That isn’t to say that Apple has a broken system. It’s amazing what they’ve been able to accomplish and provide to developers and consumers. I’m sure it will continue to be improved over time, and a lot of these wrinkles and processes will be ironed out.
Tips for the Aspiring iPhone Developer
PCW: Any advice for would-be iPhone app developers with an idea?
JR: Don’t go into the App Store expecting to make a living from your efforts. There are currently 25,000 apps available, and very few make enough to support someone, let alone a team. My advice is, don’t quit your job. Even if you see a good month, be wary of assuming what you’ll see the next.
Read up on App Store trends. A month or two ago, everyone thought that the $0.99 model was going to be the dominant price point for applications. Now it’s been suggested that when people see a game that costs $3.99 among a sea of apps that cost $0.99, they think that it intrinsically holds more value and are more likely to purchase it. Choose your price carefully, and see what the state of the market is before you do. Check out Pinch Media’s slide show that aggregates their experiences.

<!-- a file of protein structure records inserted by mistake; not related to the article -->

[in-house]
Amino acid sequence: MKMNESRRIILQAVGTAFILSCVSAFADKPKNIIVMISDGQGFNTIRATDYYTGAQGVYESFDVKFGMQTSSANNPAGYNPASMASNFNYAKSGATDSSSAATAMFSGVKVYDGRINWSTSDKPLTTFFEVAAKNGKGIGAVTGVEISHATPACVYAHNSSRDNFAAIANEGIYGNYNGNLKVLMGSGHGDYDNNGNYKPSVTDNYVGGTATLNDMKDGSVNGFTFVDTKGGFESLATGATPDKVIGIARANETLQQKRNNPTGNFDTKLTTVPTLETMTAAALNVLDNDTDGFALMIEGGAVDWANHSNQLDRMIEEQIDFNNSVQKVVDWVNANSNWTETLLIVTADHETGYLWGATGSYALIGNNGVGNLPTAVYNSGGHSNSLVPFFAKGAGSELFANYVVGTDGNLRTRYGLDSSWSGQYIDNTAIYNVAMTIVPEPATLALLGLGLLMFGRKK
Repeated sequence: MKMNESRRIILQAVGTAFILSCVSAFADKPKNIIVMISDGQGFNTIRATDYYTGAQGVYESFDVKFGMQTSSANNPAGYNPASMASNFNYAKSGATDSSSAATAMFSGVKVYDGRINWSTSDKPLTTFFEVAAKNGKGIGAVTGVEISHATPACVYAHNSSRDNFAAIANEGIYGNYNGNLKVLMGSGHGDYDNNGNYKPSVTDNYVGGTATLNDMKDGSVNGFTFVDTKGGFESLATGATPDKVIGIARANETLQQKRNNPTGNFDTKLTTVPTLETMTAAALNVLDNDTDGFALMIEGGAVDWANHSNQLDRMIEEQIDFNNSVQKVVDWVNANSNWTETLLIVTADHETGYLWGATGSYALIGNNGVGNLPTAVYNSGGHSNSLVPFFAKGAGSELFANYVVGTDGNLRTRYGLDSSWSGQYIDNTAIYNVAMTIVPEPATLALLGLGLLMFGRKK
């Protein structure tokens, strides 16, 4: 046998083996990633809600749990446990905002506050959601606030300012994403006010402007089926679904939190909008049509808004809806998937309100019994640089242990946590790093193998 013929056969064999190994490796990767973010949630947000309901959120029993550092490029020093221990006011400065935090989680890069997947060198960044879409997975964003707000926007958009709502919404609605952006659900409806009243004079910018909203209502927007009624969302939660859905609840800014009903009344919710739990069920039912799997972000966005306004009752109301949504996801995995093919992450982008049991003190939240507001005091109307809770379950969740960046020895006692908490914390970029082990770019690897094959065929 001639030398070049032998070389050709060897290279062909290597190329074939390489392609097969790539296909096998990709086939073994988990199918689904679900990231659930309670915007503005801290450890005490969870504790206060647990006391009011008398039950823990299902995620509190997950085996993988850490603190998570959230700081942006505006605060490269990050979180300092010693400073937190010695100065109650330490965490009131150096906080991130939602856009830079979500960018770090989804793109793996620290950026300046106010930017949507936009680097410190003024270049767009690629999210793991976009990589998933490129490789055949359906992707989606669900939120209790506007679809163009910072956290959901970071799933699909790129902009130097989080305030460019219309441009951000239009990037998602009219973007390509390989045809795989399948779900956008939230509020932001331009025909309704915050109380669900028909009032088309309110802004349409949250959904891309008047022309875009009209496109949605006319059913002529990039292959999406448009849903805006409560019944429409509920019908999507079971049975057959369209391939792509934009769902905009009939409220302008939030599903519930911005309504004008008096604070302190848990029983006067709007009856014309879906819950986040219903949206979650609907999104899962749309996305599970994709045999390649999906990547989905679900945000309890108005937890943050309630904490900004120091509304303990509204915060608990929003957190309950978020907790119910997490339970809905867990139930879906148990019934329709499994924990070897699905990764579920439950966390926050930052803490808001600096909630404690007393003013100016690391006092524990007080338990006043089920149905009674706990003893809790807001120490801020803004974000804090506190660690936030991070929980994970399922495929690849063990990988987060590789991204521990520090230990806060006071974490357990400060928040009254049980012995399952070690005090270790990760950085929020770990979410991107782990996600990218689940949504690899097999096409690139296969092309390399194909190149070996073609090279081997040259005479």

Also, you need to think about promotion. Hit the gaming forums and ask for opinions or reviews. Give out some promo codes to reputable reviewers. Advertise! Try spending $10 a day for a week on targeted Facebook or Google ads to see if you get a bump in sales.
PCW: Besides the money, what has been the best part of this experience?
JR: It was pretty exciting to see Blocked receive recognition–and to get word from friends and family when they spot someone playing it on the street. It’s been great hearing from fans who ask for hints via e-mail or tweet their progress through the game to their friends.